{Eye  of  a  ship},  the  foremost  part  in  the  bows  of  a  ship, 
  where  formerly,  eyes  were  painted;  also  the  hawser 
  holes.  --Ham.  Nav.  Encyc. 
 
  {Half  an  eye},  very  imperfect  sight;  a  careless  glance;  as 
  to  see  a  thing  with  half  an  eye;  often  figuratively. 
  ``Those  who  have  but  half  an  eye.  ''  --B.  Jonson 
 
  {To  catch  one's  eye},  to  attract  one's  notice. 
 
  {To  find  favor  in  the  eyes  (of)},  to  be  graciously  received 
  and  treated. 
 
  {To  have  an  eye  to},  to  pay  particular  attention  to  to 
  watch.  ``Have  an  eye  to  Cinna.''  --Shak. 
 
  {To  keep  an  eye  on},  to  watch. 
 
  {To  set  the  eyes  on},  to  see  to  have  a  sight  of 
 
  {In  the  eye  of  the  wind}  (Naut.),  in  a  direction  opposed  to 
  the  wind;  as  a  ship  sails  in  the  eye  of  the  wind. 
 
  From  Webster's  Revised  Unabridged  Dictionary  (1913)  [web1913]: 
 
  Eye  \Eye\,  v.  t.  [imp.  &  p.  p.  {Eyed};  p.  pr  &  vb  n.  {Eying  or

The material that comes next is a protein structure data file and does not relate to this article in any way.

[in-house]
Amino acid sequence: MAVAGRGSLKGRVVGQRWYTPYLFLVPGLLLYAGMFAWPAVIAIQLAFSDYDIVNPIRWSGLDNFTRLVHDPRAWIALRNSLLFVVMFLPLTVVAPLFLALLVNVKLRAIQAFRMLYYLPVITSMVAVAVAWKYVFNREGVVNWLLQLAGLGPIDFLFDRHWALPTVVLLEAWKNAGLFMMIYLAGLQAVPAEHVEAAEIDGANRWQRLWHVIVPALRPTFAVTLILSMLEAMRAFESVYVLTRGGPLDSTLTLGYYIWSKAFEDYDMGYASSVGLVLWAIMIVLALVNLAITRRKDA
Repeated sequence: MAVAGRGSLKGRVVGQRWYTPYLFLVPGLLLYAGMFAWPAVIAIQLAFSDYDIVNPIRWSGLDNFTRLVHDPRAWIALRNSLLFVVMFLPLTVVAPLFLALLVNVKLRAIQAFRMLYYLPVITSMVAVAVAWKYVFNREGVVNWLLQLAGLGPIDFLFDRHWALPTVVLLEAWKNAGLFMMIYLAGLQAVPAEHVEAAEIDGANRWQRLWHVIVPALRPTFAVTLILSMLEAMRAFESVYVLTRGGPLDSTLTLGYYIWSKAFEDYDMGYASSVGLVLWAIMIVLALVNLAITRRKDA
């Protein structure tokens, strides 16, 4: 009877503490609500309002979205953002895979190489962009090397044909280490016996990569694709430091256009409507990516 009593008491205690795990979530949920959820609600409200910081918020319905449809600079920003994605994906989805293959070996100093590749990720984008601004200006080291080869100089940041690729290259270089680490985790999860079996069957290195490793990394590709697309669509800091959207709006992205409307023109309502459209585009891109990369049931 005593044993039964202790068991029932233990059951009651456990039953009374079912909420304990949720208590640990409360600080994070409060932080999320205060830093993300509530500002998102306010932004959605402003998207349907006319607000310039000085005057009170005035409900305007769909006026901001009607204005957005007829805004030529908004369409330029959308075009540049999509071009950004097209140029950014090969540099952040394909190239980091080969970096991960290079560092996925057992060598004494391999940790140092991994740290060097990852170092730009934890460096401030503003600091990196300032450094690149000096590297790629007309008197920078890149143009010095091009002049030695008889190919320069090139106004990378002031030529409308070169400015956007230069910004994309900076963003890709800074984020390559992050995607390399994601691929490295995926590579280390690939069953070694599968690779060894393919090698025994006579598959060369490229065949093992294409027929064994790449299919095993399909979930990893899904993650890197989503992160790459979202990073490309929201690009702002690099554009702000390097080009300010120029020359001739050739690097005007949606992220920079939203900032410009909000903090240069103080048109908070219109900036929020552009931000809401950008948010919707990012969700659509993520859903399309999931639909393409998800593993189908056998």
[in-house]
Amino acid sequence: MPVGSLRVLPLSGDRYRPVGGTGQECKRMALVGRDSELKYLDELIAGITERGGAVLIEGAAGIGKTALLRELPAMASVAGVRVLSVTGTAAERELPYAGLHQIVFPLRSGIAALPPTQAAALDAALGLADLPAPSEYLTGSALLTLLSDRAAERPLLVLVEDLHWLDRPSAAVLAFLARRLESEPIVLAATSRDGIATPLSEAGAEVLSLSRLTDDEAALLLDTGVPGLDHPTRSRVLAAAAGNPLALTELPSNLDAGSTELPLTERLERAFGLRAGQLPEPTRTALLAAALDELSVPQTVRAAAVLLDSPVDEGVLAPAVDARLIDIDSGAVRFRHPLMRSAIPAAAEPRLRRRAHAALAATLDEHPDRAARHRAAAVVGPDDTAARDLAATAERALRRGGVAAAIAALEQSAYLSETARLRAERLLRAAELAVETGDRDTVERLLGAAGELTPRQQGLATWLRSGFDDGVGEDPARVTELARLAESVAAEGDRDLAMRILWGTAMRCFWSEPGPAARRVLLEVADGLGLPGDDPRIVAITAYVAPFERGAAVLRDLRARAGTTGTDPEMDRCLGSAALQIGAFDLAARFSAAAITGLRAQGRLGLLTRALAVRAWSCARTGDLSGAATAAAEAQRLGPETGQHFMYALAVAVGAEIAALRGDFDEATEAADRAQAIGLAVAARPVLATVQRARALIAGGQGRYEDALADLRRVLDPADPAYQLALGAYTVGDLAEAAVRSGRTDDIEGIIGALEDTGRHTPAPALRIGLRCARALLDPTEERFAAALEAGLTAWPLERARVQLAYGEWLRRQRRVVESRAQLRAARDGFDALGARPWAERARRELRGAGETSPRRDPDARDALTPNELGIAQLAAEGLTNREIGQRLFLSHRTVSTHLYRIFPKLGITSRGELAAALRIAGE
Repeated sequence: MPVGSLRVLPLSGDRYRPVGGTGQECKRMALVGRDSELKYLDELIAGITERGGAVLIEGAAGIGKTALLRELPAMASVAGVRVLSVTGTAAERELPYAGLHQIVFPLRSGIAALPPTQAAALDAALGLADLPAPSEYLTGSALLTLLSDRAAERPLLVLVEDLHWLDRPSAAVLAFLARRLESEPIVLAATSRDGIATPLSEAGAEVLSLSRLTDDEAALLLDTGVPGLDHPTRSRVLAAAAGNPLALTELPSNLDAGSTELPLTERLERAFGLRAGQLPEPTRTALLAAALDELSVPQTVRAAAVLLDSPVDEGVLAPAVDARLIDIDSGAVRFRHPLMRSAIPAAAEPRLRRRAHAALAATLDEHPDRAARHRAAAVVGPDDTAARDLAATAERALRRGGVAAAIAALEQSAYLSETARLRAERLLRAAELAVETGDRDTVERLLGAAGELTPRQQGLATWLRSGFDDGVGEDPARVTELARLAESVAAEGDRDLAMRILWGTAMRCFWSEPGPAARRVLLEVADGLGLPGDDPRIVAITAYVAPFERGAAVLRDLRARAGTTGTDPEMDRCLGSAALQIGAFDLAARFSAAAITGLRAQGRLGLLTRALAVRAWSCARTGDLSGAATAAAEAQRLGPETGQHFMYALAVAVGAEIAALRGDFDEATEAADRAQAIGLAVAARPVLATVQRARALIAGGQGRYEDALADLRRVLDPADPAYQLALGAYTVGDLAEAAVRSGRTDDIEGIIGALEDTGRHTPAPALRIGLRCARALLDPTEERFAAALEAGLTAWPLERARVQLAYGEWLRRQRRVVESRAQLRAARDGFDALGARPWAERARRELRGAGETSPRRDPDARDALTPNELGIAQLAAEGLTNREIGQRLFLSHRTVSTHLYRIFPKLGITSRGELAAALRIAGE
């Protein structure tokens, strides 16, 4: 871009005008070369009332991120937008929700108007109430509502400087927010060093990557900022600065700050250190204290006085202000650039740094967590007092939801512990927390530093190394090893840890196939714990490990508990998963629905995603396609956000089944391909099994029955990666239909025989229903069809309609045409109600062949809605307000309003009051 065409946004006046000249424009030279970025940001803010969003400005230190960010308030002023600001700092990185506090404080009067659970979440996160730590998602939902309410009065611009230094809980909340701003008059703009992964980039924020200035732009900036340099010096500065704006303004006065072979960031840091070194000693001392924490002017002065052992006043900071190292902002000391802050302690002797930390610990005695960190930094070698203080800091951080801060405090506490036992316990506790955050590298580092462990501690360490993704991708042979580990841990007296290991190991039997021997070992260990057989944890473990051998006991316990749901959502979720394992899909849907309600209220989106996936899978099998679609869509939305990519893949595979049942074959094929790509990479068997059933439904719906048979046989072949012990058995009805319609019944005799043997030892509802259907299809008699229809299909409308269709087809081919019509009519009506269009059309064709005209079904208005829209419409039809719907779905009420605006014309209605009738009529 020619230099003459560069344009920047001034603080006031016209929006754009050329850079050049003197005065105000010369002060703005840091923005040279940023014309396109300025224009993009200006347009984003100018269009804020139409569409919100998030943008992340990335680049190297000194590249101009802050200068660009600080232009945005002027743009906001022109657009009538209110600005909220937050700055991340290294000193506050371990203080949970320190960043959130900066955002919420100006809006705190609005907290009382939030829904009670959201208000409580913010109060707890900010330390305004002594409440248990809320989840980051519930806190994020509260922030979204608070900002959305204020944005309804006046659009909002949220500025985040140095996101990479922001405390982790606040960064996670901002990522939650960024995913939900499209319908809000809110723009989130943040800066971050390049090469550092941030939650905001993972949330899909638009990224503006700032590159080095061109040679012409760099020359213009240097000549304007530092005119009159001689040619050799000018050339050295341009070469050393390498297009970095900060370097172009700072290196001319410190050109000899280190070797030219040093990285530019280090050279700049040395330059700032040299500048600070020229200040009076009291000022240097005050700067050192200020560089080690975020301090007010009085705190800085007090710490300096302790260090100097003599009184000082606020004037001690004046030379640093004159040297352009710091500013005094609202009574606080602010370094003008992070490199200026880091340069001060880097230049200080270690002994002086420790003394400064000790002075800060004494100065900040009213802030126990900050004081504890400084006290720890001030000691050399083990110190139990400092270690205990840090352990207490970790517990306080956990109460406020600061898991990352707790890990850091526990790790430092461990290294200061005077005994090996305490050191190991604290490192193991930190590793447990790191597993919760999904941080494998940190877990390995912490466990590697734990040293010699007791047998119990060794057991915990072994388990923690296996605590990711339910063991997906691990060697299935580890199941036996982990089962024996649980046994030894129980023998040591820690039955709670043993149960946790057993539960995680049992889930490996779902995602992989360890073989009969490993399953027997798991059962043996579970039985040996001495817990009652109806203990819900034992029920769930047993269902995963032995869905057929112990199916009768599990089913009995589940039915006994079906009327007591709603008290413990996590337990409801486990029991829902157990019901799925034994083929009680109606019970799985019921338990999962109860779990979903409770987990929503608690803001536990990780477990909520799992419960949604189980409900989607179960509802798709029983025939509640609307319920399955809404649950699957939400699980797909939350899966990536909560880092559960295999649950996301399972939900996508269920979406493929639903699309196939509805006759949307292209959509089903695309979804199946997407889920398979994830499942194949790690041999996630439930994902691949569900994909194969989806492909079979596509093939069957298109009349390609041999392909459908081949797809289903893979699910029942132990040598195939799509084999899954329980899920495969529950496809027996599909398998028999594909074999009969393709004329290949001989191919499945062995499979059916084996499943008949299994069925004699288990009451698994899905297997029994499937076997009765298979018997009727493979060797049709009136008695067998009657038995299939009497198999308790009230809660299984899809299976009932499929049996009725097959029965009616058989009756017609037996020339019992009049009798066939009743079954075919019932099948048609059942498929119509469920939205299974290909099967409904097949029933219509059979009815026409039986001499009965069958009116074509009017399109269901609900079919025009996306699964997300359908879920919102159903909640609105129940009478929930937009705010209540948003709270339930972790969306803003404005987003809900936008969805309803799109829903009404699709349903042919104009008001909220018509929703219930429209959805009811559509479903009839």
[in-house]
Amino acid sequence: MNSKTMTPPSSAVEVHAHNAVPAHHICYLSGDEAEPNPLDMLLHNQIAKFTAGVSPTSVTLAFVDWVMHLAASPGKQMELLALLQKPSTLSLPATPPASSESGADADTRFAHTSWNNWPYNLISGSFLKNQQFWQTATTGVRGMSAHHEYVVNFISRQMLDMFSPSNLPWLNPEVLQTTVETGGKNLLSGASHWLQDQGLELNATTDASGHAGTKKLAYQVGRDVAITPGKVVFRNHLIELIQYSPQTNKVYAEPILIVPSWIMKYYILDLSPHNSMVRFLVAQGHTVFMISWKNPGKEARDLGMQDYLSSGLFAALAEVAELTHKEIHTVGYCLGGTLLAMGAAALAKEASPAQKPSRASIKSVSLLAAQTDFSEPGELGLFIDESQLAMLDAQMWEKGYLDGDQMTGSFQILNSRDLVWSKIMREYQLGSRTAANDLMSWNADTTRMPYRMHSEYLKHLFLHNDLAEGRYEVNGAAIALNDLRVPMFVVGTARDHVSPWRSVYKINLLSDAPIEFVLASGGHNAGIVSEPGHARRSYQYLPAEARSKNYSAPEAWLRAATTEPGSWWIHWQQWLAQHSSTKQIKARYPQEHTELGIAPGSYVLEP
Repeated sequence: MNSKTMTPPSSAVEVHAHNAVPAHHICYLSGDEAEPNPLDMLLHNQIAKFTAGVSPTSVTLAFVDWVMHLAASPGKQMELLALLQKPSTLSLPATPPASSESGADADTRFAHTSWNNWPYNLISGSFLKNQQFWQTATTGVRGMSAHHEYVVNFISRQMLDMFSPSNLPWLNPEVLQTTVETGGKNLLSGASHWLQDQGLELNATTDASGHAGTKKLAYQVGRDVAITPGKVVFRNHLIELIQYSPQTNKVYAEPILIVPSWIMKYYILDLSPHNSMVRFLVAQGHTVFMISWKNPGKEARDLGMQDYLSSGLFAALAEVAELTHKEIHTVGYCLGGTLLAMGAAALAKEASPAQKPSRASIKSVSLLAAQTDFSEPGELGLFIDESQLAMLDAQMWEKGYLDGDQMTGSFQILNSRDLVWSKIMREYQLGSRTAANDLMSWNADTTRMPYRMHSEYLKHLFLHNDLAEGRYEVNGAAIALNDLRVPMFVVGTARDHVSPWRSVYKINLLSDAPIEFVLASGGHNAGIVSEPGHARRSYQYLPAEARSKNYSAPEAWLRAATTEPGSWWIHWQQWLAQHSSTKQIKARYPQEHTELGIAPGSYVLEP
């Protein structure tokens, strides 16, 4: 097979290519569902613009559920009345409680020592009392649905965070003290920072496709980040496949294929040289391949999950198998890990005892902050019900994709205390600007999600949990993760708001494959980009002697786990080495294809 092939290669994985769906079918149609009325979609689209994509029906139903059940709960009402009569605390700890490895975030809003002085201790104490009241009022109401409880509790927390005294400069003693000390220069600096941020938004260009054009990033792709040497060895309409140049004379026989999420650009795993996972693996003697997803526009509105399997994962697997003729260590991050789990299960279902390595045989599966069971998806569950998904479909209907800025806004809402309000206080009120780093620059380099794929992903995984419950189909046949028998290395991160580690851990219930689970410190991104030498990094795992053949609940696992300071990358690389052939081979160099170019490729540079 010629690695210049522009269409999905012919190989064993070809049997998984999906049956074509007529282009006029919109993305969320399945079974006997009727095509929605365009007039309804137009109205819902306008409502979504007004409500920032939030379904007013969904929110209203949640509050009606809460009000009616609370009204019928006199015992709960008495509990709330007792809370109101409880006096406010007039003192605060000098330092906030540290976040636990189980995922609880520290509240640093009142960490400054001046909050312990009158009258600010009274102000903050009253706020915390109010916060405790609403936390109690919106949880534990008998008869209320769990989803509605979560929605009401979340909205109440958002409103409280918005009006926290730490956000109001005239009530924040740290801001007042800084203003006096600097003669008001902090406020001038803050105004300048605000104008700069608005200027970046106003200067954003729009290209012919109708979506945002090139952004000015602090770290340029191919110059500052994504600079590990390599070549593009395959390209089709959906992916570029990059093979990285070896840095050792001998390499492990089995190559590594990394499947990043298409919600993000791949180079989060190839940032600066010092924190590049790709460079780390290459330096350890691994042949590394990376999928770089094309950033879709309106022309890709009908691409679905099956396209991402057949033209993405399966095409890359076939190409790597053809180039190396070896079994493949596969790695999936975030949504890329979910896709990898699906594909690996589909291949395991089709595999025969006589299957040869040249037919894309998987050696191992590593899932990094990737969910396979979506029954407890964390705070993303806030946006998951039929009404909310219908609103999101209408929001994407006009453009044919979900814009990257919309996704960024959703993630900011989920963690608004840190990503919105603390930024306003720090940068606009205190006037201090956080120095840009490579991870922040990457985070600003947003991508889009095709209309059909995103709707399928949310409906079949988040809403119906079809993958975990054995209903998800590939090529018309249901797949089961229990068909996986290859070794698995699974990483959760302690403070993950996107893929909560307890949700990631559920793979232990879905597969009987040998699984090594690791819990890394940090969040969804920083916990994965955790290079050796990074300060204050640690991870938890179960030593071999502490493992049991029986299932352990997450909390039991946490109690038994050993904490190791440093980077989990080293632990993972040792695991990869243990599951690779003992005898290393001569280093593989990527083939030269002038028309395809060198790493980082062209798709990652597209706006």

Eyeing}.] 
  To  fix  the  eye  on  to  look  on  to  view;  to  observe; 
  particularly,  to  observe  or  watch  narrowly,  or  with  fixed 
  attention;  to  hold  in  view. 
 
  Eye  me  blest  Providence,  and  square  my  trial  To  my 
  proportioned  strength.  --Milton. 
 
  From  Webster's  Revised  Unabridged  Dictionary  (1913)  [web1913]: 
 
  Eye  \Eye\,  v.  i. 
  To  appear;  to  look  [Obs.] 
 
  My  becomings  kill  me  when  they  do  not  Eye  well  to  you 
  --Shak. 
 
  From  WordNet  r  1.6  [wn]: 
 
  eye 
  n  1:  the  organ  of  sight  (`peeper'  is  an  informal  term  for  `eye') 
  [syn:  {oculus},  {optic},  {peeper}] 
  2:  good  discernment  (either  with  the  eyes  or  as  if  with  the 
  eyes);  "she  has  an  eye  for  fresh  talent";  "he  has  an 
  artist's  eye" 
  3:  attention  to  what  is  seen;  "he  tried  to  catch  her  eye"